Some decks use their burst of mana to empty their hand and pressure the opponent early. Perhaps the prototypical example in my cube is the UR spells aggro deck that wants to stick a Monastery Swiftspear or a Guttersnipe, and then chain together a flurry of Frantic Search, Seething Song, Lighting Bolt, Windfall, and the like. But mana generation reaches its pinnacle when you have a flow of new cards to cast with it. Card advantage in the Mox Cube comes in many shades. There's card draw (Brainstorm, Gush), draw 7s (Wheel of Fortune, Timetwister), stocking the 'yard (Faithless Looting, Bazaar of Baghdad), reusing the 'yard (Underworld Breach, Yawgmoth's Will), recursive creatures (Kor Skyfisher, Gravecrawler), turning creatures into cards (Glimpse of Nature, Skullclamp), ETBs (Thought Monitor, Elvish Visionary) and using the top of library (Experimental Frenzy, Mystic Forge). An even less exhaustive list than the last! These card advantage strategies can be mixed and matched to the mana generation with which to abuse them. Some pairings are made for each other, like Phyrexian Altar and Fecundity, and some cards do both at once like Manamorphose, and Time Spiral.
Finally, you have to actually kill them - but this is the easy part, and it certainty doesn't require a single card with the word "Storm" written on it. There are countless ways to convert cards and mana into victory, from Goblin Bombardment to Walking Ballista to Teferi's Tutelage. Here we see decks differentiate into many distinct play patterns on top of the fast mana, including aggro decks that pack a combo finish. The crass 1+1+1 formula above might be underselling the variety, but it gets the basic flavor of the cube across. In fact, here I'll pause the discussion on spell velocity for a moment, since the point is not just to goldfish, not to die or kill sollipstically on turns 2 through 4. I want to keep the games back and forth and interactive, and to do that we need top-tier disruption.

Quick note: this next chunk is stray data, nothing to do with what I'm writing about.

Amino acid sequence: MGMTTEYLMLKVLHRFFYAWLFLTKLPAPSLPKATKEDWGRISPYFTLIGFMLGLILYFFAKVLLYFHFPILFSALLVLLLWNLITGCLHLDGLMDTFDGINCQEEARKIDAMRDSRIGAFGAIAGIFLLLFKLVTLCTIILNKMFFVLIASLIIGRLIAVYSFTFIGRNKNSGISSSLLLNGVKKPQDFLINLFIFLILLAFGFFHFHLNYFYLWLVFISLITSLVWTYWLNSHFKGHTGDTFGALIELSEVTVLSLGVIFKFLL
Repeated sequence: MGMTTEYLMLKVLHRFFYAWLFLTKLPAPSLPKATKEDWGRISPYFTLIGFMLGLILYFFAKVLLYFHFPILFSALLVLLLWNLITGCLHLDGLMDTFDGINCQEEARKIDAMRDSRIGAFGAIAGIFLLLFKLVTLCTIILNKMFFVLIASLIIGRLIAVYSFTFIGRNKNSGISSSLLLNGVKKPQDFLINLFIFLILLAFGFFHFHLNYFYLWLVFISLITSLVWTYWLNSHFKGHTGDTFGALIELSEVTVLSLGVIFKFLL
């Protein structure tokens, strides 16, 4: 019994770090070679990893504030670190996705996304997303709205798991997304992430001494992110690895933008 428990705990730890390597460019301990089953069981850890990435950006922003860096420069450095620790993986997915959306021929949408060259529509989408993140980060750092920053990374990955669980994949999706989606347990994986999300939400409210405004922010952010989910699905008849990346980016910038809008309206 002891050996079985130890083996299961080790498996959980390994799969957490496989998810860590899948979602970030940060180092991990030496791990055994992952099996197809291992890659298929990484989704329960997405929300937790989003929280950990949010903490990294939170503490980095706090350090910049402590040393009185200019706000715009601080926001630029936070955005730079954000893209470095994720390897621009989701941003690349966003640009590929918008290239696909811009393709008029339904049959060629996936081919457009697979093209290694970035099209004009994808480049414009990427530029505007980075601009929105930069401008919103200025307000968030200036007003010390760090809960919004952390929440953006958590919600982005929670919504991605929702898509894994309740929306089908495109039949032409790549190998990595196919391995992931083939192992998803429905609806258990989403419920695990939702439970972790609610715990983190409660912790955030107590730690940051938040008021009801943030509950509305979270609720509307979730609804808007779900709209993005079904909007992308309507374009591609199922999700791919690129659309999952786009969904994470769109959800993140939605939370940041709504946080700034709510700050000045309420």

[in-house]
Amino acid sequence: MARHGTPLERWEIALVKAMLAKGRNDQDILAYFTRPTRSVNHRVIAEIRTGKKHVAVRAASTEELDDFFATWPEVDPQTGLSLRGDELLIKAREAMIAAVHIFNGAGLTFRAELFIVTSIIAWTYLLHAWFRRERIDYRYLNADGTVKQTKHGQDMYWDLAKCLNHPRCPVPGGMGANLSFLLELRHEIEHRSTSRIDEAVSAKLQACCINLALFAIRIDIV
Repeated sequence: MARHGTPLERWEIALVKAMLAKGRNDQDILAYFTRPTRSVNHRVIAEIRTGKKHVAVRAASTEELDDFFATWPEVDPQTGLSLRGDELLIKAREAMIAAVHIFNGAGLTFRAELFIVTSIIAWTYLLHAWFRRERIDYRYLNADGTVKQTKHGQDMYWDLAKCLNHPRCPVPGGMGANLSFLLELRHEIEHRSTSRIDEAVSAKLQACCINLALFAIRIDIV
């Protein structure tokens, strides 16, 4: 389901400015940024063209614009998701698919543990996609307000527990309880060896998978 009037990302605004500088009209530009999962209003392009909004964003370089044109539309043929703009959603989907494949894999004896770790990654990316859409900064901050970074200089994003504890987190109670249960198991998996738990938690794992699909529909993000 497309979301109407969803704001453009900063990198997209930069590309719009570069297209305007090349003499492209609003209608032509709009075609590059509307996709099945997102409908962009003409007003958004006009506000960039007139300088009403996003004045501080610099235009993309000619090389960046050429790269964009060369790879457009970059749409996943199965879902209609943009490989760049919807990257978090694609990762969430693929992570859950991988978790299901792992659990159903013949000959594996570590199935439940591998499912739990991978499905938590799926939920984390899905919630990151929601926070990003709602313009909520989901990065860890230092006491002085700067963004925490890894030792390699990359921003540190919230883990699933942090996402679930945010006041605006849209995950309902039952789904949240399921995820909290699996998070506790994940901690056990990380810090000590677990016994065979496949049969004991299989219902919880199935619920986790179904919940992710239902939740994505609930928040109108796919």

On our very first cube night with the original Mox Cube, I drafted blue-green storm with Heartbeat of Spring, Turnabout, and Hunting Pack. My big takeaway: the match-up against the disruptive black-red deck packing double Duress turned out to be the most fun. My deck had enough raw mana generation that I could still partially go-off, but after Duress, maybe Hunting Pack would be in the yard. I was close to enough mana to kill them with Blue Sun's Zenith instead, but Blue Sun's Zenith is the one card that might also dig me to my one Eternal Witness to grab Hunting Pack. Then would I still have enough mana? It turns out that when your deck is busted, it's way more fun to not win on the spot, but be forced to really stretch the lines and pass the turn. In a more recent match, I was facing down Stasis + [/c]Smothering Tithe[/c], but I had Palinchron + Mana Flare for infinite mana every turn anyway - I still narrowly lost because my Kiki-Jiki and Magmatic Channeler were tapped down.